Equity funds suffered a second consecutive month of outflows in July, while fixed income funds enjoyed another month of strong inflows, according to the latest Fund Flow Index from Calastone, the largest global funds network.
Overall, equity funds shed £240m in July, but ESG and global funds proved to be successful, not least because most ESG funds are global.
Funds focused on UK equities were hardest hit, seeing outflows of £377m in July, taking the two-month total outflow from UK equities to almost £1.1bn. Outflows from equity income funds accelerated, breaking the record for a second consecutive month as investors redeemed £705m of their holdings.
Crucially they are also benefitting from a huge marketing push by the fund management industry in favour of ESG funds, partly in response to very strong investor demand for ESG products and partly because they offer better margins for managers."
Meanwhile, despite notching up their 26th consecutive month of outflows, European equity funds shed only £62m, their lowest level in almost two years, well below the monthly average outflow of £211m. The reduction in negative sentiment towards European funds reflects a relatively effective response to the pandemic.
Global equity funds are the most favoured category at present, however. April to July has seen four of the best eight months on record for global fund inflows, with investors committing almost £3.1bn in new capital to the category. £605m of this was in July alone. The skew towards growth stocks partly explains the inflows to global funds (see comment below for explanation).
But it is in fact the popularity of ESG funds that gives a real clue as to why global equity funds are getting such a boost. ESG funds are overwhelmingly global in nature.
Investor preference for ESG has therefore boosted the overall inflows to the global fund category significantly. Over the last year, one third of the money flowing into global funds has been committed to those focused on ESG investments; in June and July, this proportion rose to more than half (July ESG global inflow was £320m v regular global fund inflow of £285m).
These figures are all the more noteworthy given the far smaller size of the ESG category in terms of assets under management. Calastone's FFI: Global ESG has averaged an astonishing 78.4 year-to-date, meaning that buying activity has outweighed selling activity more than 3:1.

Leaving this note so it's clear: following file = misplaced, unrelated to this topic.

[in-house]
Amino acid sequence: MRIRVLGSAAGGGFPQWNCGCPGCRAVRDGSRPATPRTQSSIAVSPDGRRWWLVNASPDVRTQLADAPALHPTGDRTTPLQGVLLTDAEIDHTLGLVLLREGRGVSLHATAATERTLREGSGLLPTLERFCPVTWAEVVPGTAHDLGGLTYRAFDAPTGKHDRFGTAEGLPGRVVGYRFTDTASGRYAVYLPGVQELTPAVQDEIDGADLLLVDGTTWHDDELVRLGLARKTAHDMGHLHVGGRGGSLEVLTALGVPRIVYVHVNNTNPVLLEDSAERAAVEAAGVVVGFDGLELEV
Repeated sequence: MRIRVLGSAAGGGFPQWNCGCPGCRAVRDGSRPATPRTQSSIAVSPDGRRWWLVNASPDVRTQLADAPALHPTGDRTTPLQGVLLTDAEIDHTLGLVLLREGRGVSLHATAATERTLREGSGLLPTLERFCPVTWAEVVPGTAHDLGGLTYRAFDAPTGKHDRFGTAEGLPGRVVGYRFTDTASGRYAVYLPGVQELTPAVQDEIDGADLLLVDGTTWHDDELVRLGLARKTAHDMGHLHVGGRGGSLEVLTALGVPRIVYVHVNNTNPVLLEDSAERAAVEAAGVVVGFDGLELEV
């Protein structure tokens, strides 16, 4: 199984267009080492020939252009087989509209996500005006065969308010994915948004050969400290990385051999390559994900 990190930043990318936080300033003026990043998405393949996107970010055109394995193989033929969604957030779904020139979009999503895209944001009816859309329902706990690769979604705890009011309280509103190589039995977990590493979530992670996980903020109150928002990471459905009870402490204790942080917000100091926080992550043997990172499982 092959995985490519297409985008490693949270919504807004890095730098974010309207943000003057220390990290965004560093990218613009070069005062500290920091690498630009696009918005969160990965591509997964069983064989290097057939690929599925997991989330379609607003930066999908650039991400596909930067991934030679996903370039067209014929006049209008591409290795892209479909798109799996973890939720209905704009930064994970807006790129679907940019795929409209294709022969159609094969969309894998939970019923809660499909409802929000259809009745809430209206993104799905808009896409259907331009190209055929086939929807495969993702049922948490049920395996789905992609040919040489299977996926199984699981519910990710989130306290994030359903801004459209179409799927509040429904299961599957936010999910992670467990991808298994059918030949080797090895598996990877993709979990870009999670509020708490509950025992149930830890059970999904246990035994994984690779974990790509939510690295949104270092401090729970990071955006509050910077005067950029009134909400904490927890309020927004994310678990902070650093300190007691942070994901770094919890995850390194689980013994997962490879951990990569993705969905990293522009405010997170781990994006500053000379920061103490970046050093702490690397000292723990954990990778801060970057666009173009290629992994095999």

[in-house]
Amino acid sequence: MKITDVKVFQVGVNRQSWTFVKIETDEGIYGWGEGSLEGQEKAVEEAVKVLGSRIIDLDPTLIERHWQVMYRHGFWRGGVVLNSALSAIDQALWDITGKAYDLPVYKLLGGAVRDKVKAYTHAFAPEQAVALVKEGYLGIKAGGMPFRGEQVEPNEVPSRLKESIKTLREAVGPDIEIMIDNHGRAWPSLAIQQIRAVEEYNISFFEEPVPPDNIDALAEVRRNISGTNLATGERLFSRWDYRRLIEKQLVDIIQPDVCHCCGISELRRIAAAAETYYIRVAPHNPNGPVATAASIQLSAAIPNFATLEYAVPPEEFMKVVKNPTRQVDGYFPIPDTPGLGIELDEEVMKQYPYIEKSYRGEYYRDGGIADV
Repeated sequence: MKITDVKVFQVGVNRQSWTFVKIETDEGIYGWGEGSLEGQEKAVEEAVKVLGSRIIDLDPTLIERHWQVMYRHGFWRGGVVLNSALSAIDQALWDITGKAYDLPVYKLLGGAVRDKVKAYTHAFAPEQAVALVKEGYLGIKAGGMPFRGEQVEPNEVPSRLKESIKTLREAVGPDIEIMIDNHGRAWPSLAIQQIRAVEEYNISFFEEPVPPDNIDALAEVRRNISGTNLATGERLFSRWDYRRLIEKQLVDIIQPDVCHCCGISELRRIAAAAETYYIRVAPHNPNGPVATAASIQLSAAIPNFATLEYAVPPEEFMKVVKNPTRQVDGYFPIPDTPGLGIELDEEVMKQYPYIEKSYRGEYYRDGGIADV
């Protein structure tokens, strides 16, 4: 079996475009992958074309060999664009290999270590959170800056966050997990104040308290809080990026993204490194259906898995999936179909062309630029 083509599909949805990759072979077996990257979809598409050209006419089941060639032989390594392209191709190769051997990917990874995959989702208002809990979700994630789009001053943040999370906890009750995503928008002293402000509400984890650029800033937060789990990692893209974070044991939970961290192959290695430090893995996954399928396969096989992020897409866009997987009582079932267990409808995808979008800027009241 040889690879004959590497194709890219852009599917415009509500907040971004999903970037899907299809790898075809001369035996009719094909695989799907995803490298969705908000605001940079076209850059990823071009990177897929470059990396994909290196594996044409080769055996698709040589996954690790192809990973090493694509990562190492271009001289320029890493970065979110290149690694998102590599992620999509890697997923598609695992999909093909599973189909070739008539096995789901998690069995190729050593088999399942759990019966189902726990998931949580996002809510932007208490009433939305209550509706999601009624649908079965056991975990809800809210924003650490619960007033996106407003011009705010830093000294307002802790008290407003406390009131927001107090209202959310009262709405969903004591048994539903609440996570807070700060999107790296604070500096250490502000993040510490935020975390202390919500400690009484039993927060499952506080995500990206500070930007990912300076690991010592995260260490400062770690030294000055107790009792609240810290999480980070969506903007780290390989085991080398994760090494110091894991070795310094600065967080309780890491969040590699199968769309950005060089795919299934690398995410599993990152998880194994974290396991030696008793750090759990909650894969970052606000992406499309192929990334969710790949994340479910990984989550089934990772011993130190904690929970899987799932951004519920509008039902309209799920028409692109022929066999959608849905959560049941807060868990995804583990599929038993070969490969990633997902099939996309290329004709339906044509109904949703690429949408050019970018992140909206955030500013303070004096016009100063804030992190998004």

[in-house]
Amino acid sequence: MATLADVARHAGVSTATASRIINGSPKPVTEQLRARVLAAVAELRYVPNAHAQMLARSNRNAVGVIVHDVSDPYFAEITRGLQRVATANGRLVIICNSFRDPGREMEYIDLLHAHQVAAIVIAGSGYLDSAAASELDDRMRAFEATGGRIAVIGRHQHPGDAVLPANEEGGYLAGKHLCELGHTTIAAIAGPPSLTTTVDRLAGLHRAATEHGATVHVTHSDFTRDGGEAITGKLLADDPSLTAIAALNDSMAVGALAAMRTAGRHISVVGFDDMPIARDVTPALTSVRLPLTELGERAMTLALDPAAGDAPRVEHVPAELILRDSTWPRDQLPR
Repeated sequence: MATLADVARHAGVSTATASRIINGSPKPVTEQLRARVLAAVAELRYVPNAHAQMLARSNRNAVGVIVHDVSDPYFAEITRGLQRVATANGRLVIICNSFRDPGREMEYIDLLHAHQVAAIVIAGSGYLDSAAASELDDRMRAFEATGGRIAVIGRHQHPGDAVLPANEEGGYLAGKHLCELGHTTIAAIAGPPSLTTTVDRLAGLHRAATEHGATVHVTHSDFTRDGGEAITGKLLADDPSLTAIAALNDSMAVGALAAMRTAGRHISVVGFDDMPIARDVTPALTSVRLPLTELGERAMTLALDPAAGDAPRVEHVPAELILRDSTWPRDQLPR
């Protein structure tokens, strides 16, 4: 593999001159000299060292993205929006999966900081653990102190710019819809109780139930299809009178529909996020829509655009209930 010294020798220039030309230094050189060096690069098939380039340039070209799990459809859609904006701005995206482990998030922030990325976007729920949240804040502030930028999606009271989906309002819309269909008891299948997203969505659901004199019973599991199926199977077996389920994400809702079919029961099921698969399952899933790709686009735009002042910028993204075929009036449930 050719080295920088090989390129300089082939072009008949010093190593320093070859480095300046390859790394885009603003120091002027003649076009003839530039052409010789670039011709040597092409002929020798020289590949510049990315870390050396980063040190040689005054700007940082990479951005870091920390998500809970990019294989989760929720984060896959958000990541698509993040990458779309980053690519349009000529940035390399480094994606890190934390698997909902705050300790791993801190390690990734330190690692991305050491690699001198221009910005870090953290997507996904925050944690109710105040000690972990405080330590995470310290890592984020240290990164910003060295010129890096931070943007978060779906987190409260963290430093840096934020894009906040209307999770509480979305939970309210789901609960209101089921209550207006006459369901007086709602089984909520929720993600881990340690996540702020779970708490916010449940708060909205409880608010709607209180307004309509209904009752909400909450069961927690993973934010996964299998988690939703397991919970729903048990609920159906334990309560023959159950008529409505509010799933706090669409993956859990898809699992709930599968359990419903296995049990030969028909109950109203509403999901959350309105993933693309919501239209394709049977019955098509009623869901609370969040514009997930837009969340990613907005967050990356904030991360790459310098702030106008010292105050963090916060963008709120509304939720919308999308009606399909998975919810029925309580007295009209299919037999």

By contrast the overall FFI: Equity has barely stayed in positive territory, averaging 51. Moreover, almost all this ESG money is into actively managed funds (99%).
ESG funds are exploding in popularity. Each of the last four months has set a new record for inflows. Moreover, the total £1.2bn that has flowed into ESG funds since April is greater than all the previous five years combined across the entire FFI on record.
Overall, however, despite the bright spot afforded by active ESG funds, passive funds once again did better than their active counterparts. Active equity funds saw outflows of £638m in July, while passive funds saw inflows of £398m.
Fixed income funds were once again the beneficiary of investor caution. They saw inflows of £653.6m in July. The FFI: Bonds has been in strongly positive territory for 14 of the last 16 months.
Edward Glyn, head of global markets at Calastone said: "Caution on equity markets has prompted outflows from equity funds for two months in a row. Weakness in stock markets in July seems to have justified that scepticism and ensured that June's outflows from equities continued though at a lower level. But even though capital is leaving equity funds overall, a wide gulf is opening up between those funds in favour and those leaving investors cold. The dichotomy between growth and value helps explains why this is happening."
"Record low interest rates are inflating the value of future profits. Growth stocks in particular have more of their value tied up in ‘the future' so their share prices benefit significantly more when money is cheap. Stocks where more of the income is being delivered today benefit less - their valuation depends more on things going well right now.
"With so many ‘value stocks', many of which have cut dividends hard, it's no wonder the UK stock market has underperformed in the global market rally since March. This explains the outflows from UK-focused funds and helps explain the increased surge in outflows from income funds."
"Meanwhile, global funds, where growth stocks make up a larger share of holdings, are benefiting from a flood of inflows. But crucially they are also benefitting from a huge marketing push by the fund management industry in favour of ESG funds, partly in response to very strong investor demand for ESG products and partly because they offer better margins for managers.
"Indeed because ESG funds tend to be actively managed, they are also the one area of real strength for active equity funds, which are otherwise suffering at the expense of their passive counterparts."